In New Study, Children With Autism Learn the Gentle Way of Judo

Written By: Camille Dolan | July 18, 2018

For one hour each week, children in a new UCF research study shed their label of autism, don white uniforms called judogis and become judokas — practitioners of the martial art of judo — in classes at UCF’s Education Complex Gymnasium.

The judo classes are a collaboration between UCF’s Center for Autism and Related Disabilities and UCF’s new School of Kinesiology and Physical Therapy, and they are a component of the first research study of its kind in the nation, say its researchers. The eight-week study, led by Assistant Professor Jeanette Garcia with the school, examines effects of judo on children with autism spectrum disorder.

Each class starts with a brief warm-up period, including a light jog around the judo mat a few times and some floor exercises.

Then, the real fun begins. Sensei (the teacher) shows them “ukemi,” a technique that teaches the students how to fall without hurting themselves. And perhaps the most anticipated exercise is the “foot sweep,” where the students grab onto their sensei’s judogi and maneuver their foot behind sensei’s leg, while simultaneously pushing forward, thereby toppling sensei.

It is a glorious moment for the judoka who, after the exercise, displays a small satisfied smile after seeing sensei is OK. In judo — whose roots mean “gentle way” — the object is to yield to an opponent’s energy to use his force against him.

The “foot sweep” and other judo maneuvers require physical contact, which initially may be uncomfortable for a child with autism spectrum disorder. The researchers are examining the effect of judo on children with autism.

“I believe that judo is beneficial to people of all ages,” said Shinjiro Sasaki, international judo champion and owner of Sasaki Judo in Casselberry. “It is so much more than a sport or a martial art. It is a way of life.”

Students are given accelerometers, a smart watch-like device that measures their activity and rest levels, said Garcia. Graduate students Justine Renziehausen and Paola Rivera are also working with Garcia on the project.

Garcia has always had an interest working with children’s health behaviors. “I know that if we get them started exercising young, they tend to stick with it,” she said.

In general, Garcia said, children with autism are very responsive to exercise programs. But, she added, it can be difficult to engage these children in a group exercise program because of psychosocial issues like socialization, sensory processing and other issues of “marginal normality,” the concept of not quite fitting in.

After talking with Associate Professor David Fukuda and Professor Jeffrey Stout, two of Garcia’s colleagues in the school, Garcia knew that judo was a good exercise intervention to use in the study.

Both Stout and Fukuda are longtime judo practitioners. “Judo is a mind-body exercise and combines discipline with core-strengthening exercises,” Fukuda said. “Judo is also a non-violent sport that also emphasizes respect for each other, and for one’s self.”

In 2017, Garcia was the thesis chair for Keanu Tomey’s Honors in the Major project that paved the way for Garcia’s current study. Tomey’s thesis focused on students at UCP of Central Florida’s East Orange/Bailes School in Orlando, a public charter school that serves children with disabilities as well as typically developing students.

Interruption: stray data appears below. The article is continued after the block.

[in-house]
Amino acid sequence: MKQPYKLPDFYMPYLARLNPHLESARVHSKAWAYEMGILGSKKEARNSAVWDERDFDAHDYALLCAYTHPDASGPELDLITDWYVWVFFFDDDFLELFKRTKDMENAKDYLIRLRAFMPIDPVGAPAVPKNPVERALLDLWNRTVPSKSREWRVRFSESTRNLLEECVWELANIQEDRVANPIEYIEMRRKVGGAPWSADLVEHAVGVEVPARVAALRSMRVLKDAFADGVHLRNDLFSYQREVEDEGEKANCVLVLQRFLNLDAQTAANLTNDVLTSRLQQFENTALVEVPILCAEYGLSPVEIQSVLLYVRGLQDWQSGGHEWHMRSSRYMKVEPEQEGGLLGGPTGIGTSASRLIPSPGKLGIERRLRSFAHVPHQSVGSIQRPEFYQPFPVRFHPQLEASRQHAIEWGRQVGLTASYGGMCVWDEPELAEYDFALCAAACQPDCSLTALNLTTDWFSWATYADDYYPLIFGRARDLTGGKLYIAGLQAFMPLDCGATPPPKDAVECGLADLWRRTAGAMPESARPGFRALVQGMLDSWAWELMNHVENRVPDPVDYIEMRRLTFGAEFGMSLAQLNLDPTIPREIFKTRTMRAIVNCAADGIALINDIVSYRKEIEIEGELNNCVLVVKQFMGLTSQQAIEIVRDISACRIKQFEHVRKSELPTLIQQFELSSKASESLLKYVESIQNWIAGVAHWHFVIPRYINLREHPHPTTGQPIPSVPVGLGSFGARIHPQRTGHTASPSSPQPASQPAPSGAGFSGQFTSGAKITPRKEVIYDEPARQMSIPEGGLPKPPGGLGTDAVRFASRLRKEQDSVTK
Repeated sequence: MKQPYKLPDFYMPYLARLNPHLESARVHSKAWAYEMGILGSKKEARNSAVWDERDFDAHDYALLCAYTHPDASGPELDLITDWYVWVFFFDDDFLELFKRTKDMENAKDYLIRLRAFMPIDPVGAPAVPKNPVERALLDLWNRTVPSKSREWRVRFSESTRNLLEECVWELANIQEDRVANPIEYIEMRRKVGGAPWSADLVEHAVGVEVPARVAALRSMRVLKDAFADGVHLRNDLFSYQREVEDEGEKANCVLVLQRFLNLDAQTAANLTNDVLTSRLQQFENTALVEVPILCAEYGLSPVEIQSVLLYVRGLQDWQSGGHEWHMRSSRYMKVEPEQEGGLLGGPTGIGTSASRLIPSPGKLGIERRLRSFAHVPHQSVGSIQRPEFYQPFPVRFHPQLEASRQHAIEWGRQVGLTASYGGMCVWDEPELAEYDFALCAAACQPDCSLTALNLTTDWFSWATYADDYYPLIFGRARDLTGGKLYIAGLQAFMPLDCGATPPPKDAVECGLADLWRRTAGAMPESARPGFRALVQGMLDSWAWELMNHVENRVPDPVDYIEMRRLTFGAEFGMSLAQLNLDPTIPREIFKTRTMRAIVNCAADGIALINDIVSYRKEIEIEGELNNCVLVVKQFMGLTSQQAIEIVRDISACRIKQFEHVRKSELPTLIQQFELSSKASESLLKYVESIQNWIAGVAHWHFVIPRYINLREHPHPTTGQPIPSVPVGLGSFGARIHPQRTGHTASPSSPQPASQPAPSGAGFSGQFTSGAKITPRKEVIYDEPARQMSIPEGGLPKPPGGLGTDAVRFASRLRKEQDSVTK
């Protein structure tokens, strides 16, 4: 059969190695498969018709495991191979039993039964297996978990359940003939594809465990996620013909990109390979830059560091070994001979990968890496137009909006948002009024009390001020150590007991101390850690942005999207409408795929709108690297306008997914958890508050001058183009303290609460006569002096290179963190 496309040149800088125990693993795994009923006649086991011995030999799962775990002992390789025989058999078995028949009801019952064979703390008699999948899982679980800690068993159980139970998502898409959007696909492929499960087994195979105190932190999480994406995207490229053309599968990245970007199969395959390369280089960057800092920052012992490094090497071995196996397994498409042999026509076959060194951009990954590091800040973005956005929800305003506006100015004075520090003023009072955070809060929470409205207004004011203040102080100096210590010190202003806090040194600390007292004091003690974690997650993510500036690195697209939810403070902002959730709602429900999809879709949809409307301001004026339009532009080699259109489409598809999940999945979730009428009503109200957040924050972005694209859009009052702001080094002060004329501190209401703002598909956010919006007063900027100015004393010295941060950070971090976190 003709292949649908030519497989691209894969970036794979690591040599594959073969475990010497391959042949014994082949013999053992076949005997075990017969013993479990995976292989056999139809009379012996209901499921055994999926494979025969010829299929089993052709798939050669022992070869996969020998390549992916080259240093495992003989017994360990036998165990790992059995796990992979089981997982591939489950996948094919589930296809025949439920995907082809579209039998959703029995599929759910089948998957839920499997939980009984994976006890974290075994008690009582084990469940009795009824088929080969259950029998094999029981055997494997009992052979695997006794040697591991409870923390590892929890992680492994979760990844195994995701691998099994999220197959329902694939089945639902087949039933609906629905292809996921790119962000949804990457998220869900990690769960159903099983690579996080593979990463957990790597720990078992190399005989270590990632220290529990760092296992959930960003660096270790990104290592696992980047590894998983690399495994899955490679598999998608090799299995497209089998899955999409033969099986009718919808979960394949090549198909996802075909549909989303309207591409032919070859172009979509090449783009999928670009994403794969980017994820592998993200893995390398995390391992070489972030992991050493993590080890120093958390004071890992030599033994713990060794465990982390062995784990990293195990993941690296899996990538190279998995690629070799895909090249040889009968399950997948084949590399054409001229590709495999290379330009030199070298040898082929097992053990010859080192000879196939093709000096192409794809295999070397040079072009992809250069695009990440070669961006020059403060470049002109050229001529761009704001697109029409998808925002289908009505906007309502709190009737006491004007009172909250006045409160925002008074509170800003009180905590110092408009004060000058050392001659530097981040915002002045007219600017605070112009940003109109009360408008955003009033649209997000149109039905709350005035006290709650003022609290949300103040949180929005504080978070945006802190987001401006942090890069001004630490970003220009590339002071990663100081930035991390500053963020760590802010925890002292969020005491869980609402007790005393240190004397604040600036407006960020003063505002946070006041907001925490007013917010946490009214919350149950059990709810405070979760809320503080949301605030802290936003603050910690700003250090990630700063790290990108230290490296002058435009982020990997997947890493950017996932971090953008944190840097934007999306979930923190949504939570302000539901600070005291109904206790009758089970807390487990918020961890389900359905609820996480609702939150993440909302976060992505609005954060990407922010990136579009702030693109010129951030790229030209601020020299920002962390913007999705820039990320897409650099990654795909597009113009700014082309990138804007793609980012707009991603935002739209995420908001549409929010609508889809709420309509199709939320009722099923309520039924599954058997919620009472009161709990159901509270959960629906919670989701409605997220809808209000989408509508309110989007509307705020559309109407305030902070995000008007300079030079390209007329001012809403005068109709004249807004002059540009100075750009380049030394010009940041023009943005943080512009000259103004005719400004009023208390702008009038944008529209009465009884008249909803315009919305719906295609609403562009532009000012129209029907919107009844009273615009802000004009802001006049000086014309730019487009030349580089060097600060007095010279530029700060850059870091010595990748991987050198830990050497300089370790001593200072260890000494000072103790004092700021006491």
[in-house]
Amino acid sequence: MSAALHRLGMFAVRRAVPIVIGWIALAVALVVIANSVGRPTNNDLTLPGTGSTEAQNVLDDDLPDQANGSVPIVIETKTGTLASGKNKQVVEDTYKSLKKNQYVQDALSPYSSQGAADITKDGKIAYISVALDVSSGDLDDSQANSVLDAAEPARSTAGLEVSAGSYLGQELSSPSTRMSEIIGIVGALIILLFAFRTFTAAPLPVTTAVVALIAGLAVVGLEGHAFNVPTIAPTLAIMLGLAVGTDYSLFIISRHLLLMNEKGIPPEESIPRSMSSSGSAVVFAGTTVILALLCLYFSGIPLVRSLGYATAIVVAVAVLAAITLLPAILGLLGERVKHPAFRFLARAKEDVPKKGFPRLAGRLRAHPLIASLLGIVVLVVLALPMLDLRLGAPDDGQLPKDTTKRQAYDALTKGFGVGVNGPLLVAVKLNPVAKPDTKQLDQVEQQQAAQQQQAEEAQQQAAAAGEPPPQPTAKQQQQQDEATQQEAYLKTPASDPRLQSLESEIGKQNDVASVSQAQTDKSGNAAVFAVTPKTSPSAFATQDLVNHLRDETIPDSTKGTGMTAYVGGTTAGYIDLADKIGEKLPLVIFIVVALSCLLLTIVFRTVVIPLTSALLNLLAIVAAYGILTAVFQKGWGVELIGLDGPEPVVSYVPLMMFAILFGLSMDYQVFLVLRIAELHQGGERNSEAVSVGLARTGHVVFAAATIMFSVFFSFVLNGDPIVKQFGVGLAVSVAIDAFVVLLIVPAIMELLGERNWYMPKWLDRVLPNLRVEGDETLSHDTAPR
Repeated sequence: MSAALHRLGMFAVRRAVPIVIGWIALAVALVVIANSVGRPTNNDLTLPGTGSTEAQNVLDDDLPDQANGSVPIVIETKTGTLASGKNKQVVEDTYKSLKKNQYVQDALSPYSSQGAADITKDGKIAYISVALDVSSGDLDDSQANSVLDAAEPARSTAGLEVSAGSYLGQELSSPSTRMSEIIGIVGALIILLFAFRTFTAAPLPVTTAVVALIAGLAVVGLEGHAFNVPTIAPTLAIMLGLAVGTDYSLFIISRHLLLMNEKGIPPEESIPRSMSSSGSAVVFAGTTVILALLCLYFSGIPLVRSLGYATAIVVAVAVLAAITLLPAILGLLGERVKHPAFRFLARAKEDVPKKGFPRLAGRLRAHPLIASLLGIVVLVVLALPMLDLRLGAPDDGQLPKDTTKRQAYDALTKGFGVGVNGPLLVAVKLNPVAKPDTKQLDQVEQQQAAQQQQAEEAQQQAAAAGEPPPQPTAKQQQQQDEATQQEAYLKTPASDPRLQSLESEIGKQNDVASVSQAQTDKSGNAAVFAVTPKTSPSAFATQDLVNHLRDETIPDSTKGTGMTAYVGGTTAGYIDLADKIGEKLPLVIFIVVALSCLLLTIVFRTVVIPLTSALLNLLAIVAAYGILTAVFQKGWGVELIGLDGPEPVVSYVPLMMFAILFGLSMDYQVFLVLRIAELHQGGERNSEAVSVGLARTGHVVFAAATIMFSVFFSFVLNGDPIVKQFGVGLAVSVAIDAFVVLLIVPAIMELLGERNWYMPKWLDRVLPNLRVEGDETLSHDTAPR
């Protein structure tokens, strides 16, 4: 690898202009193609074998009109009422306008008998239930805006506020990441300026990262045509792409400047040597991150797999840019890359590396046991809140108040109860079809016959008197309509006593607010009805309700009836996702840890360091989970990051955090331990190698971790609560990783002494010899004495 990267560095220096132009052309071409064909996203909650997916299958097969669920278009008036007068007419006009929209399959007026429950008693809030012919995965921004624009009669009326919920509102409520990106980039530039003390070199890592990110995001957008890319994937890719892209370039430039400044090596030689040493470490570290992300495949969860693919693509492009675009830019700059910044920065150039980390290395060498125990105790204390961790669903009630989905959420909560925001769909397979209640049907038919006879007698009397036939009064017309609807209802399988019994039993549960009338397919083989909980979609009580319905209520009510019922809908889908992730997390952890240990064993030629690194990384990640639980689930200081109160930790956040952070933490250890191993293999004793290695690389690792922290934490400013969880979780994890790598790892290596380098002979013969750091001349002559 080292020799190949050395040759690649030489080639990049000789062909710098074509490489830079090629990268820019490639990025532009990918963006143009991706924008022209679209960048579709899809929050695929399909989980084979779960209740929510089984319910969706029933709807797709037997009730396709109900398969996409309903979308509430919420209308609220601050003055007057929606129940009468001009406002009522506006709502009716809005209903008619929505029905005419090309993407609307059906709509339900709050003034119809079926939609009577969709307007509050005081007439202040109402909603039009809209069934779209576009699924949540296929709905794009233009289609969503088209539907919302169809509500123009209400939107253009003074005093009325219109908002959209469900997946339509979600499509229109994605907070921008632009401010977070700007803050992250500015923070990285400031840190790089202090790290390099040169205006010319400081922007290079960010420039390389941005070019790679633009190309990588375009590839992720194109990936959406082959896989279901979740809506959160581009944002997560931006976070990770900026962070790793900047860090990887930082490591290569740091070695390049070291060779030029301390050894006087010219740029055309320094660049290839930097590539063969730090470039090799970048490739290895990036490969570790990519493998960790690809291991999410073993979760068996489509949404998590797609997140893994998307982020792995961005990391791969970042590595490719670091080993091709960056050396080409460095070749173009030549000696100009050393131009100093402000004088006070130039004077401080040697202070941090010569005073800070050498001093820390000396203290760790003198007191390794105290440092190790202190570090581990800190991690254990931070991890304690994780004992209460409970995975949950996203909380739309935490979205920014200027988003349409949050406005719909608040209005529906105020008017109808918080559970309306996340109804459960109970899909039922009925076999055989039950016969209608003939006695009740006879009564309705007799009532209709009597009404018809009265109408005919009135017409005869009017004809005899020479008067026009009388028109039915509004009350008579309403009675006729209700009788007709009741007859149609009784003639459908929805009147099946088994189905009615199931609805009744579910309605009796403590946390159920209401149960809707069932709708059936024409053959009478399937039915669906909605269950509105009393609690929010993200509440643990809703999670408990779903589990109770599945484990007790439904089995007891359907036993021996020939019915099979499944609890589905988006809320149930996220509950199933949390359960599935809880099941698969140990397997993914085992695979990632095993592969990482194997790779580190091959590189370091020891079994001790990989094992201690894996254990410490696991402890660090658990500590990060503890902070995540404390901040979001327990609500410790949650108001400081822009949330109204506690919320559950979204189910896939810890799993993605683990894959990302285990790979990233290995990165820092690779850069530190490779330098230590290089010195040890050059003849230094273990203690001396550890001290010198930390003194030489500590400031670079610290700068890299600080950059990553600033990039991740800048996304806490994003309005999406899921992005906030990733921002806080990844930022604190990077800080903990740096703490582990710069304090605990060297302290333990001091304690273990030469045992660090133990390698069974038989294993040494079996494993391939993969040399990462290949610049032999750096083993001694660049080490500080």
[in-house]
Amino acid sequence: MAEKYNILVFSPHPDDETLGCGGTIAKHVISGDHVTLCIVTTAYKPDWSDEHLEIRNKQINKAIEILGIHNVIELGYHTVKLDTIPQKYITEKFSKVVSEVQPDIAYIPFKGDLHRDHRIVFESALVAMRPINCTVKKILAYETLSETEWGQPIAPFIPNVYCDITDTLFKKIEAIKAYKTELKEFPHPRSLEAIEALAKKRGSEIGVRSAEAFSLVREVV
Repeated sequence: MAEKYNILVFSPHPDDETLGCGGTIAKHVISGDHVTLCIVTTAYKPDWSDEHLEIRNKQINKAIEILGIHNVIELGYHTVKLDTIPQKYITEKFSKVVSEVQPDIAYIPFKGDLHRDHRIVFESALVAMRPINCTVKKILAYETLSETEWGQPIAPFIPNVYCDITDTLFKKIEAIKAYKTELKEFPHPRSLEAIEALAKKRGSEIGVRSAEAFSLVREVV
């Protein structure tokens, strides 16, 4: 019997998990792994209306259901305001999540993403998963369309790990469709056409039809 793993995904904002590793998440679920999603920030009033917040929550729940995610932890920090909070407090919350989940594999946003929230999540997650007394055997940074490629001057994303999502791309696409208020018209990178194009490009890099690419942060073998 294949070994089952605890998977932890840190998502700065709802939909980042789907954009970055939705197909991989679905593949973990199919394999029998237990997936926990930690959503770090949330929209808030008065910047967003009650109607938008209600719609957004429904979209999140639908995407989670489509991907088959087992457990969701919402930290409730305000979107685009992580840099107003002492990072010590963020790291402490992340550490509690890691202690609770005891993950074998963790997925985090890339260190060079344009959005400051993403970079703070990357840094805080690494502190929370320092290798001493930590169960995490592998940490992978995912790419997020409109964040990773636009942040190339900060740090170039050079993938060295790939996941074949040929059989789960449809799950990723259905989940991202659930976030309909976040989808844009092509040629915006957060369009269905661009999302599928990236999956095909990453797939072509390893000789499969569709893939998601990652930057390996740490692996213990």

Tomey, who graduated in 2017 with a B.S. in sports and exercise science, attended every judo class and interacted with all the children for his project. “I had no idea which children were autistic, and which ones were typically developing,” Tomey said. “I kind of liked the fact that I didn’t know.”

“I was very impressed with the kids at UCP-Bailes,” Garcia said. “They were doing moves that I would never be able to do, and they really seemed to like it.” Buoyed by the results from that pilot study, Garcia submitted a successful proposal and received a grant from UCF’s Office of Research and Commercialization to continue her research.

For the current study, Garcia worked with Judith Samuels, community relations coordinator for the Center for Autism and Related Disabilities, to determine the interest level of about 30 students between the ages of 8 and 18.

Judo instructor Mónika Majoros talks about her love for judo, the children she teaches and UCF. See more photos from the judo class.

Each class starts with a brief warm-up period, including a light jog around the judo mat a few times and some floor exercises.

“I am honored that the UCF judo program has been embraced by the students and staff,” Sasaki said. “I can see the joy they have when training, and it makes me feel a sense of accomplishment knowing that the art and sport I love so much can have a direct effect on an incredible group of people.”

“This has been so exciting for me,” Samuels said. “My son is autistic, and at 28, he is too old for the study, but I am so happy to see this opportunity for other children on the spectrum.”

“These are students who have not been exposed to a lot of group sports,” Samuels said. “They are typically awkward, and don’t have many friends.”

But something magical happens when the children are in the judo class, Samuels said. “I close my eyes, and it sounds like typical kids.”

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Kinesiology Research Judo
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